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The Fine Art of Dancing in the Dark

By Leonard Shapiro

It was called called “Ridgeline…a flash art experience.” But if you asked any of the 300-plus local students who assembled on the airplane runway at Oak Spring near Upperville what they had just experienced over a memorable 45 minutes, surely their description likely would be a single word:


Elizabeth Turk, a widely-regarded sculptor of marble among her many other artistic talents, was asked by the Oak Spring Garden Foundation to put together what became a magical community performance as a drone filmed the entire process from above.

The children and some of their parents and even grandparents were given LED-lit umbrellas that featured images of endangered flora of eastern North America. The gorgeous umbrella canopies, designed by Turk, became “pixels” that, in the fading light of a fall evening, created dynamic patterns captured overhead by the drones.

According to a news release from the foundation, “the gathering becomes a dance of light, and from afar, a vibrant field of plants and flowers swelling and swaying with grace and joy against the backdrop of the Blue Ridge Mountains at sunset…allowing the individual movements to be seen collectively as one.”

Said Turk, “Using movement, music and technology, while surrounded by nature, we hope to inspire dialogue, raise consciousness and invite individuals to transcend boundaries as a larger, creative and more optimistic community.”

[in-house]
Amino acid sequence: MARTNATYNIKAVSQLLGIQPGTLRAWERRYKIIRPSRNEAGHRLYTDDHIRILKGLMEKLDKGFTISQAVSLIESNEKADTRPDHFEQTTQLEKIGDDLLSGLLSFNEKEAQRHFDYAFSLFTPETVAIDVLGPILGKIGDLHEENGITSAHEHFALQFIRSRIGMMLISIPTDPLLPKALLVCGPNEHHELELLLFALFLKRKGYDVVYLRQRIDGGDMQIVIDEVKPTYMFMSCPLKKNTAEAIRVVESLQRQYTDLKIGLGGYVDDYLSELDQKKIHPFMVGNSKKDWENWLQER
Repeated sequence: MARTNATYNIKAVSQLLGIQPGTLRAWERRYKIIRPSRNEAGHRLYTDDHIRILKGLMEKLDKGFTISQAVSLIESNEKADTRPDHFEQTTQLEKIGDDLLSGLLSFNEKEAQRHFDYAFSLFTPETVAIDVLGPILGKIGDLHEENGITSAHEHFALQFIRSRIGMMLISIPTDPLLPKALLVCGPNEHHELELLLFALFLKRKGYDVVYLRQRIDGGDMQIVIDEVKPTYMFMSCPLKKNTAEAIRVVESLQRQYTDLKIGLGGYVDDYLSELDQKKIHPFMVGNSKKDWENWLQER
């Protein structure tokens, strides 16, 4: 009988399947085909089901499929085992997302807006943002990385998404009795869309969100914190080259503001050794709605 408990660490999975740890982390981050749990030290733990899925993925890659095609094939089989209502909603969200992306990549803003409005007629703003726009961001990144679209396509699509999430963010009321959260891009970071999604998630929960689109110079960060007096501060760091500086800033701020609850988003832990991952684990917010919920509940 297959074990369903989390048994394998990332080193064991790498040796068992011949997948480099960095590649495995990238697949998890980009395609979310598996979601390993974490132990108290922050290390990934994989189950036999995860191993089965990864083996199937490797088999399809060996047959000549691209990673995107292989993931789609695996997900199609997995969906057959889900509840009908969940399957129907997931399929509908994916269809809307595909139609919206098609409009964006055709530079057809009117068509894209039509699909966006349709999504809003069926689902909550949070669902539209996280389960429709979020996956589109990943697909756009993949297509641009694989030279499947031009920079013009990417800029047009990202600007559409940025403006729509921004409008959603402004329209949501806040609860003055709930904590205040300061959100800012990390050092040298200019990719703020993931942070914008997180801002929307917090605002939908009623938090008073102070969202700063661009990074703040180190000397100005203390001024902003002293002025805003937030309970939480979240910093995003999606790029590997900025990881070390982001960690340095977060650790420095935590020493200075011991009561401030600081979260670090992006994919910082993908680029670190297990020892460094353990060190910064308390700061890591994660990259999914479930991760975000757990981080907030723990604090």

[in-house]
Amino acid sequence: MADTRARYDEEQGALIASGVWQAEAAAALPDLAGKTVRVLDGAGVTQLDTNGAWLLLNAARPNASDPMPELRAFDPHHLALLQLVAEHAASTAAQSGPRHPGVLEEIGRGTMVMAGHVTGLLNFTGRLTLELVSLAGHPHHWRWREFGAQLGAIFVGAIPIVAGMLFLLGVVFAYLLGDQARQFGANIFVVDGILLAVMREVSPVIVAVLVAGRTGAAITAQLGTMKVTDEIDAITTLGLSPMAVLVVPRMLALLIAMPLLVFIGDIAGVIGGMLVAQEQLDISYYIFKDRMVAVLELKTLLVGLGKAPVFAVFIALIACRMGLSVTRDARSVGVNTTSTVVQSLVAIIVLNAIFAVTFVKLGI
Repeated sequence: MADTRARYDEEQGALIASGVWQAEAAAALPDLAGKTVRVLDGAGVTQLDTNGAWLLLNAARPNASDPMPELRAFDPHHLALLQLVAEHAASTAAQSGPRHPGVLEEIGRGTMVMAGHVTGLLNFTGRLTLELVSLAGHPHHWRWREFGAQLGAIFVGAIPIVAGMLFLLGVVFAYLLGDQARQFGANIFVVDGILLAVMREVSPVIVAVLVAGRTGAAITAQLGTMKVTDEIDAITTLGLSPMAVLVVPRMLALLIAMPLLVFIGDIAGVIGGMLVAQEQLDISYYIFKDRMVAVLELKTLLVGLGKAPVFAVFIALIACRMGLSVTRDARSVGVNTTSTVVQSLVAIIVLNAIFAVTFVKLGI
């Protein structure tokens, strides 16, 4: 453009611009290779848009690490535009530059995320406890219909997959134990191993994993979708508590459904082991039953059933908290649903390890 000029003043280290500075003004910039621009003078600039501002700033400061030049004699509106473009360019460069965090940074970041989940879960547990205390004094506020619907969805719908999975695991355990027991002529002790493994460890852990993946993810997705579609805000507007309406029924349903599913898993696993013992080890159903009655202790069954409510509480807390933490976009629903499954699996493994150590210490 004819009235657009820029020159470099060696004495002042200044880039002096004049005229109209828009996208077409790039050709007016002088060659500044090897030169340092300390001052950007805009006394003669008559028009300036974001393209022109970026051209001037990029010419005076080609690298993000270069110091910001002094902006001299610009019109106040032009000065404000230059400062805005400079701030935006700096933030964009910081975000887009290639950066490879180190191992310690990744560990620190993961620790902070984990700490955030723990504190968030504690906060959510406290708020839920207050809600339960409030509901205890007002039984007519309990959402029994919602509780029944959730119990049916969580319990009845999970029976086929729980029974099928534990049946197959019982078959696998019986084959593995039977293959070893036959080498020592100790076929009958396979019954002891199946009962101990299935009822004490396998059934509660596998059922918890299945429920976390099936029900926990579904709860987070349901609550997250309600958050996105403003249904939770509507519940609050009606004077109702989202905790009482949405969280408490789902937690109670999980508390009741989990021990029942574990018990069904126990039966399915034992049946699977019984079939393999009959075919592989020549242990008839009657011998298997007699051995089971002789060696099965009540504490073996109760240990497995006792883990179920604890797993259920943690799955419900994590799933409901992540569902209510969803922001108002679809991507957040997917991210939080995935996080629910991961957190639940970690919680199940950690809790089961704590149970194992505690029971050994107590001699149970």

Sir Peter Crane, president of the Oak Spring Garden Foundation, said he and the foundation were “delighted to involve our local community, and especially our local schools, in this unique experience that is not only innovative and fun, but also helps raise awareness of the vital importance of environmental stewardship.”

The event began with a performance by dancer Demetia Hopkins, choreographed by Lara Wilson to a commissioned piece by Dr. Dena Jennings of Imani Works. After that, live music by Frank Solivan and Dirty Kitchen, a multi-Grammy award nominee, encouraged everyone to join together and start moving around and twirling there umbrellas.

According to Turk, through collaboration and involvement, Ridgeline participants become artists, dancers, choreographers, neighbors, and friends, transforming each person into the artwork itself.

A Southern California native, Turk is a MacArthur Fellow, an Annalee & Barnett Newman Foundation and Joan Mitchell recipient, and has been a Smithsonian Artist Resident Fellow.

“This was truly a labor of love for us as artists,” Turk said in an interview. “Some of the children weren’t old enough to lift an umbrella. It ranged from 18 months old to grandparents. You watch the kids jumping around, darting under the umbrellas, just having a wonderful time, it’s truly a magical experience for everyone. And when you see some of the footage from the drones, it just makes you smile.”

Fun it was, from start to fabulous finish.


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